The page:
old Irish martial-arts

the heart swells with blood

rage sunders the world

(Carson 204)

To travel in search of a great master, in the hope of acquiring new skills; trials to determine whether the student deserves the tuition; a period of intense and intimate practice devoted to the study of special techniques: this is martial-arts culture as known to many readers of this blog. It’s also true of the martial arts that are portrayed in Irish legend.

The greatest warrior in Irish lore is Cúchulainn, something of a Hibernian Achilles. The most well-known account of Cúchulainn’s adventures is Táin Bó Cúailnge (‘The Cattle-Raid at Cooley’). This saga is recorded in the twelfth-century manuscript the Book of Leinster, and in other sources. The Táin has at least two distinguished English translations. In 1969 the poet Thomas Kinsella produced a text that was illustrated by the late Louis le Brocquy. Some readers may know the series Sláine the Barbarian in the comic 2000 AD: the character was inspired by Kinsella’s portrayal of Cúchulainn. Ciaran Carson’s 2007 translation is also widely available; Carson pointedly uses the term ‘martial arts’.


Whole hosts will he destroy,

making dense massacre (Kinsella 63).

Yet martial-arts training is often a neglected part of the story. Popular accounts of Cúchulainn usually allude to his possession of a famous spear, the Gáe Bolga, and that he undergoes a mysterious and grotesque bodily transformation in battle. Carson translates this metamorphosis as the ‘torque’ and Kinsella as ‘warp-spasm’, which was adopted in the Sláine series. Yet Cúchulainn not only carries a special weapon and becomes monstrous in conflict, but dedicates himself to the acquisition of martial arts in at least two periods. The first is with the teacher Domnall:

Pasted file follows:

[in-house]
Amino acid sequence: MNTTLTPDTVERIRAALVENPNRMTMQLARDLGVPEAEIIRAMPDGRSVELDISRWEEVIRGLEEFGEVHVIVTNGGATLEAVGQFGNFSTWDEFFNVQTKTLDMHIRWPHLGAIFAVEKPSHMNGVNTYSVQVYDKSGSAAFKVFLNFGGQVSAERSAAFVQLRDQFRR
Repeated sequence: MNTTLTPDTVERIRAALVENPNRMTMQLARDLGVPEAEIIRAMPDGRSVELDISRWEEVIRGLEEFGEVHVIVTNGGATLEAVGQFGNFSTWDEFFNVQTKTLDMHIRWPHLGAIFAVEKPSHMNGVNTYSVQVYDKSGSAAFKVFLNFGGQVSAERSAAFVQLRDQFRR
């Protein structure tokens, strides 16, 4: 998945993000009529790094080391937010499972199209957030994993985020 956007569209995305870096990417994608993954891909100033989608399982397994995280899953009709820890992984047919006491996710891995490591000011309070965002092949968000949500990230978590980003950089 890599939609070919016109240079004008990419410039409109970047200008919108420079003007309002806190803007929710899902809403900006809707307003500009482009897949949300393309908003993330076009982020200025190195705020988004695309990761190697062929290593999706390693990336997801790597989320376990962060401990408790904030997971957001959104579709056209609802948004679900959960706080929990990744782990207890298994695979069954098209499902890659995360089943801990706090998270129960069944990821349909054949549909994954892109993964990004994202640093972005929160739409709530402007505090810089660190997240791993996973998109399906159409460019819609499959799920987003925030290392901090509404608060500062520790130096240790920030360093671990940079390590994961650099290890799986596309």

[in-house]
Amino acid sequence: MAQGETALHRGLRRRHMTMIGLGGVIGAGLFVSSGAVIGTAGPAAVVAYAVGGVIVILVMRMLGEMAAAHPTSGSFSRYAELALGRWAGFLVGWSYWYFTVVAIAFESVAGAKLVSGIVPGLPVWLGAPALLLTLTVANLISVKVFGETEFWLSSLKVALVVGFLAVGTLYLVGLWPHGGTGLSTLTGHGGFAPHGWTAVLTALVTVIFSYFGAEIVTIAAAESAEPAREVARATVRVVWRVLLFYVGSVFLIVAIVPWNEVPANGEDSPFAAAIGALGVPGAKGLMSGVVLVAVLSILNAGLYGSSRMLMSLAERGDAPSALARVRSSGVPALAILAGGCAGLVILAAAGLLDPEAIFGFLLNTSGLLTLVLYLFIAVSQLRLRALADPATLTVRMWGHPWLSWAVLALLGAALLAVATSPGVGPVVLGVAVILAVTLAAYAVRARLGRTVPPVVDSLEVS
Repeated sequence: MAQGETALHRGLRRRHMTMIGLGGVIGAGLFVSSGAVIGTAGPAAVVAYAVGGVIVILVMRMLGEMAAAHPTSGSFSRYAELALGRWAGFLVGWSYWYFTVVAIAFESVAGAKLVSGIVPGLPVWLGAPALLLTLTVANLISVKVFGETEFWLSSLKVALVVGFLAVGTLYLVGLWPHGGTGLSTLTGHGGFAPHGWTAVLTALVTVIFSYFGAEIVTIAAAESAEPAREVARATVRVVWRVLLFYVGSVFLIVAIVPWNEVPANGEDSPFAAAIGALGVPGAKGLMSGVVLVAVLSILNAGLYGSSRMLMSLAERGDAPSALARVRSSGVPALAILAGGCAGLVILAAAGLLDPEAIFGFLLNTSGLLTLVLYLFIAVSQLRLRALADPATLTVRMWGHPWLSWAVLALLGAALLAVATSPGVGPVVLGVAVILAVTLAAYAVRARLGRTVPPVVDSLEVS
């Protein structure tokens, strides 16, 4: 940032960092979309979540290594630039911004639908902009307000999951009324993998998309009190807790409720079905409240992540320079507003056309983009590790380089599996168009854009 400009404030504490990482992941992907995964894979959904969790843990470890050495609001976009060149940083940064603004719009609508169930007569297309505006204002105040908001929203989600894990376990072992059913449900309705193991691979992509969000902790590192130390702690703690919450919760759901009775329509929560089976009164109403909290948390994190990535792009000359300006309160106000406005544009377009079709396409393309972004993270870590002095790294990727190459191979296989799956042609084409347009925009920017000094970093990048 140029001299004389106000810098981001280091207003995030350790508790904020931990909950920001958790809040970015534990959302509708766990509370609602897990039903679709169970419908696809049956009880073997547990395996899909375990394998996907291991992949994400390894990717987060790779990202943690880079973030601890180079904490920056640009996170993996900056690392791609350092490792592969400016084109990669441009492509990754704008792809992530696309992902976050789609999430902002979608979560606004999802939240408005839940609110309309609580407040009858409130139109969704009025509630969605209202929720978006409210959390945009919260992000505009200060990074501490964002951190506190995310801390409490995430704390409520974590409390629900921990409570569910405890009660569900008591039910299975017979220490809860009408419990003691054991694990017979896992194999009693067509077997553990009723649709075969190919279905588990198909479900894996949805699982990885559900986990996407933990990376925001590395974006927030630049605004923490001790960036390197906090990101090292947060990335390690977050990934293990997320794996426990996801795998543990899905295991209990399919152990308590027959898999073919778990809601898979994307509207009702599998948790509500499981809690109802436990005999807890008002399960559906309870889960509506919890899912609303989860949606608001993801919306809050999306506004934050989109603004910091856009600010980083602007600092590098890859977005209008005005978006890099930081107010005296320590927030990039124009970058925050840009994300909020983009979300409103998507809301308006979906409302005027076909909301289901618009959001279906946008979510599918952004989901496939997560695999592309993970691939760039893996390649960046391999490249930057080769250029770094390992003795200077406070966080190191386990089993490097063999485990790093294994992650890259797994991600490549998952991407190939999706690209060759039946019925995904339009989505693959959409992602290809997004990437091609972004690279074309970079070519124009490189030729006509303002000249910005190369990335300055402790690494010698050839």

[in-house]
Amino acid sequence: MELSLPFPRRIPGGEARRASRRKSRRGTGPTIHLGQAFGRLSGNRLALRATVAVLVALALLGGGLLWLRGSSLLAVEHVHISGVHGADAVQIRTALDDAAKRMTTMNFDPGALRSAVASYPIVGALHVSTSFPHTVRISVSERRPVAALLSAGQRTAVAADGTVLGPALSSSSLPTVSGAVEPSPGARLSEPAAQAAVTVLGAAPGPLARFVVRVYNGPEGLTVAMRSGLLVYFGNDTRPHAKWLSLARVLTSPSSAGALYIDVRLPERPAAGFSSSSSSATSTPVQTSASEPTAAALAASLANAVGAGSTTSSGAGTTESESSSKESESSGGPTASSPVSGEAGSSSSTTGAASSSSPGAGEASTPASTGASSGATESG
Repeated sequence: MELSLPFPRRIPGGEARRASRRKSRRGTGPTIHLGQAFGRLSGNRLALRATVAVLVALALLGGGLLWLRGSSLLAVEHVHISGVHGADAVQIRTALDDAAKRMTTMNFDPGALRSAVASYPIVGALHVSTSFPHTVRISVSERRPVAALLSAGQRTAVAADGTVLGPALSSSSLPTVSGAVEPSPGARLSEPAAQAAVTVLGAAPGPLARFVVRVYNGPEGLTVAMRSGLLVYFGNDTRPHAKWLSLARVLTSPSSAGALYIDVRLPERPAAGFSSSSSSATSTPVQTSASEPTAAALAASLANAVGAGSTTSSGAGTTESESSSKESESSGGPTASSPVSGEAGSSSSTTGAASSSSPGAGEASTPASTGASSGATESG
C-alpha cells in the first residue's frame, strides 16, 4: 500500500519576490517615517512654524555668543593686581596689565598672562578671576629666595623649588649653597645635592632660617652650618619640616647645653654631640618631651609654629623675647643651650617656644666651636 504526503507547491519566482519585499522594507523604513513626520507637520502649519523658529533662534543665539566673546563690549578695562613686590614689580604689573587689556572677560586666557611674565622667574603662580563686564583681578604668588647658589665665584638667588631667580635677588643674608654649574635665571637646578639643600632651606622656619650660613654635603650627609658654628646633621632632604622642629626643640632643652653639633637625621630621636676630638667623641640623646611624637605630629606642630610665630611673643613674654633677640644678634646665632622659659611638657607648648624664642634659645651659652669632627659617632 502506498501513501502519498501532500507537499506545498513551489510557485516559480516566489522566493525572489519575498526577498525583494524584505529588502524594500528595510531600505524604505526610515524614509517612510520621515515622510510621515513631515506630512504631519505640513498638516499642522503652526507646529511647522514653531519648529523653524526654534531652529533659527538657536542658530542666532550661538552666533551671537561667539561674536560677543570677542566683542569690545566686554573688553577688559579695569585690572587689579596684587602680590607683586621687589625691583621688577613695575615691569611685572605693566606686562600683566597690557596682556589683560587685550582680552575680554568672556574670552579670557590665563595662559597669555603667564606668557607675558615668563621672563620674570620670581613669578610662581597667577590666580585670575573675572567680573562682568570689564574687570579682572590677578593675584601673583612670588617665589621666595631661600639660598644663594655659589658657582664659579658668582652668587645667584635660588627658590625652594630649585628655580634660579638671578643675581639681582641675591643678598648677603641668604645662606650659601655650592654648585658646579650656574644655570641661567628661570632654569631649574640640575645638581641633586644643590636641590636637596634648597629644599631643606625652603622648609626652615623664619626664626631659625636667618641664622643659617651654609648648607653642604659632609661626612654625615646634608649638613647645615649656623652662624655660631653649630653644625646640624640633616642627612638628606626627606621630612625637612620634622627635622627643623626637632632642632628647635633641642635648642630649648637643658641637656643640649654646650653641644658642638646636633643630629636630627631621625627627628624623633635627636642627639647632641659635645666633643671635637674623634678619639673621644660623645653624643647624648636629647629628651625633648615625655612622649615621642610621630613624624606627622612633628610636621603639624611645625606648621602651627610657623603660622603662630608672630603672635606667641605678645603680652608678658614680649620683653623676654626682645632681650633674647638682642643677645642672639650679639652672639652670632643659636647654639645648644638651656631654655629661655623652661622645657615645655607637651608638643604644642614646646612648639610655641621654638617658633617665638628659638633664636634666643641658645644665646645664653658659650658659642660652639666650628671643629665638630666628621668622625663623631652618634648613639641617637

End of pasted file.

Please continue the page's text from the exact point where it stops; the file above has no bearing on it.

He stayed with Domnall and was taught first the Pierced Flagstone, with the bellows blowing under it. He performed on it until his soles were blackened and discoloured. Next the ‘Hero’s Coil on the Spikes of Spears’ – climbing up along a spear and performing on its point without making his soles bleed (Kinsella 29).

Subsequently, Cúchulainn travels to complete his training in Alba (Scotland) under Scáthach. To access Scáthach’s island he must cross a bridge that rises up and flings him backward when he sets foot on it. By the end of this period, Cúchulainn has acquired a repertoire of techniques:

The thunder feat; the feats of the sword-edge and the sloped shield; the feats of the javelin and rope; the body-feat; the feat of Cat and the heroic salmon-leap; the pole-throw and the leap over a poisoned stroke; the noble chariot-fighter’s crouch… (Kinsella 34).

His greatest battle will be with Ferdiad, who has studied under the same master. The status of femininity in this martial world is also noteworthy: Scáthach is a woman, and Cúchulainn must defend Ulster single-handed because the rest of the province’s men are under a curse by which they intermittently experience birth pangs.

I approach this subject as a martial artist and a reader, not a scholar of Irish folklore. I suspect there is much more to say about martial-arts traditions in this world, in which fighting is not a matter merely of brute strength. Clearly the skills are of lasting importance to Ireland’s greatest hero:

Cochar tried his special tricks of battle but Cúchulainn parried them as if he had studied them all his life (Kinsella 30).


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